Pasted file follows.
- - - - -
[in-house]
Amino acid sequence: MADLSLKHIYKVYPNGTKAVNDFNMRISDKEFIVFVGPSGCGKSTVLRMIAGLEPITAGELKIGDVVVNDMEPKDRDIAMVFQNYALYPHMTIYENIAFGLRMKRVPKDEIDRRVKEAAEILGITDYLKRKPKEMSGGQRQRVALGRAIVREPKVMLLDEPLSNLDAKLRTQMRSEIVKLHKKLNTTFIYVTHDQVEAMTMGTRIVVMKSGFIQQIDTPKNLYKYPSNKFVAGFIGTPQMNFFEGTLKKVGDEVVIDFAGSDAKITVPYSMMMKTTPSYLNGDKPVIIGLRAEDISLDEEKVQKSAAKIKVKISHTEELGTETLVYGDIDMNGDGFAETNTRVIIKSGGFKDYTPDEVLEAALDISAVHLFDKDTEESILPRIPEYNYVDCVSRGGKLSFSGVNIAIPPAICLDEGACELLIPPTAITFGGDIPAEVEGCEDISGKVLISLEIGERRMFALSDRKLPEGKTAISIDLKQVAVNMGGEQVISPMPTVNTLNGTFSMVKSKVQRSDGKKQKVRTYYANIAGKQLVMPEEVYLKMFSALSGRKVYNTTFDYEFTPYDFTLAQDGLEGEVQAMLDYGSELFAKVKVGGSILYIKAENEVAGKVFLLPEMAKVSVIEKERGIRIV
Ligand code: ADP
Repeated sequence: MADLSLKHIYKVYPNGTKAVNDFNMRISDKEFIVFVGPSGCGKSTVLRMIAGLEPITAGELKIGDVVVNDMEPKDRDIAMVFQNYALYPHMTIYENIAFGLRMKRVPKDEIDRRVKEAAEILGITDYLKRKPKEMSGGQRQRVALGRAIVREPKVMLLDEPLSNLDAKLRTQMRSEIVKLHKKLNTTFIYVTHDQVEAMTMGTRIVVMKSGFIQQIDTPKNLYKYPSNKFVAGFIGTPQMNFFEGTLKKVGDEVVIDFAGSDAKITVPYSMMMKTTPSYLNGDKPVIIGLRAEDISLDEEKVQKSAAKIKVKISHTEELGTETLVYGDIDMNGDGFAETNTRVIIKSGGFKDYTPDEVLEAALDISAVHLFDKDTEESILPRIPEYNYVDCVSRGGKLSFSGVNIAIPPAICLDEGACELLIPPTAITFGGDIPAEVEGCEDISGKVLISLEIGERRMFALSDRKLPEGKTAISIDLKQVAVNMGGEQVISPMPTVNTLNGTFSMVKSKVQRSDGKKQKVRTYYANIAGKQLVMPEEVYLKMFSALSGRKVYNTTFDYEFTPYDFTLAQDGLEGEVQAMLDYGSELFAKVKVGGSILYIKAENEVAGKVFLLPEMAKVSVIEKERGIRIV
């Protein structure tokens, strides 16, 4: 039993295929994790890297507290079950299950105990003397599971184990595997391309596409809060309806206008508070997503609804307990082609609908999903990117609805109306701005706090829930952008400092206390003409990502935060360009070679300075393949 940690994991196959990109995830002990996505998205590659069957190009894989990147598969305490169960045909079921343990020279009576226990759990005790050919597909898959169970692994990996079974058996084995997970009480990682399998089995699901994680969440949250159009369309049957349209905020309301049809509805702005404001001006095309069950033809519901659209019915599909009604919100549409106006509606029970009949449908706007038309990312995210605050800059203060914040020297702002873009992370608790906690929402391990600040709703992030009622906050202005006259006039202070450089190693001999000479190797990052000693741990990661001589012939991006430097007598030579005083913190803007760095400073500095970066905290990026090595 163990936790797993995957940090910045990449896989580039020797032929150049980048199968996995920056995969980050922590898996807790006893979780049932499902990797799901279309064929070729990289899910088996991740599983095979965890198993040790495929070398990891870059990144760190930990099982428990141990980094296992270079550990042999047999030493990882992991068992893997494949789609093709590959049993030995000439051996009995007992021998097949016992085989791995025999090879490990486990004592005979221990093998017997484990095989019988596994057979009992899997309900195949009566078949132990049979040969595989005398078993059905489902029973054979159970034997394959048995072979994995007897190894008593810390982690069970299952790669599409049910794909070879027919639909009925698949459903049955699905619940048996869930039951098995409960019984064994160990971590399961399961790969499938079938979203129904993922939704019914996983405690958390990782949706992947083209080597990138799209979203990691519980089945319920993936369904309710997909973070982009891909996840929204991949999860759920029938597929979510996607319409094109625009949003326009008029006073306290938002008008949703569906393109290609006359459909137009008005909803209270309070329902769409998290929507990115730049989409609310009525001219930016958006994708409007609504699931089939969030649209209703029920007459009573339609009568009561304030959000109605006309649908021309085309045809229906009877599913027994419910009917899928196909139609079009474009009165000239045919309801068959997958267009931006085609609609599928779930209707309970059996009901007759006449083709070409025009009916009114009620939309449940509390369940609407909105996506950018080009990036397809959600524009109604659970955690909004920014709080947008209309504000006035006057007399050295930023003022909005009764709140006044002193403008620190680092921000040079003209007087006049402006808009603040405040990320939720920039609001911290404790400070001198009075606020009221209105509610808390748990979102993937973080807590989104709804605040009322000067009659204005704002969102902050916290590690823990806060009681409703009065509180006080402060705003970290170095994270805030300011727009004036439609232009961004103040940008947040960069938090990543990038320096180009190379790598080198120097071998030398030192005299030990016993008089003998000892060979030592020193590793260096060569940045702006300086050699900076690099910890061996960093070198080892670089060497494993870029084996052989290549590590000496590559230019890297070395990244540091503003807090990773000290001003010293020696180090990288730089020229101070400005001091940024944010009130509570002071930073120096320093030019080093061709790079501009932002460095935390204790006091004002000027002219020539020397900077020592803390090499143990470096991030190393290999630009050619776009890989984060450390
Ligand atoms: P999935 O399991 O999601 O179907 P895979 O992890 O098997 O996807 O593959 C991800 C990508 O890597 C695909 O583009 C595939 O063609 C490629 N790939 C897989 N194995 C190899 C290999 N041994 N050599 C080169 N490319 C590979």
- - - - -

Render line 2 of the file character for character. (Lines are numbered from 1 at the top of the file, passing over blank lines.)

Amino acid sequence: MADLSLKHIYKVYPNGTKAVNDFNMRISDKEFIVFVGPSGCGKSTVLRMIAGLEPITAGELKIGDVVVNDMEPKDRDIAMVFQNYALYPHMTIYENIAFGLRMKRVPKDEIDRRVKEAAEILGITDYLKRKPKEMSGGQRQRVALGRAIVREPKVMLLDEPLSNLDAKLRTQMRSEIVKLHKKLNTTFIYVTHDQVEAMTMGTRIVVMKSGFIQQIDTPKNLYKYPSNKFVAGFIGTPQMNFFEGTLKKVGDEVVIDFAGSDAKITVPYSMMMKTTPSYLNGDKPVIIGLRAEDISLDEEKVQKSAAKIKVKISHTEELGTETLVYGDIDMNGDGFAETNTRVIIKSGGFKDYTPDEVLEAALDISAVHLFDKDTEESILPRIPEYNYVDCVSRGGKLSFSGVNIAIPPAICLDEGACELLIPPTAITFGGDIPAEVEGCEDISGKVLISLEIGERRMFALSDRKLPEGKTAISIDLKQVAVNMGGEQVISPMPTVNTLNGTFSMVKSKVQRSDGKKQKVRTYYANIAGKQLVMPEEVYLKMFSALSGRKVYNTTFDYEFTPYDFTLAQDGLEGEVQAMLDYGSELFAKVKVGGSILYIKAENEVAGKVFLLPEMAKVSVIEKERGIRIV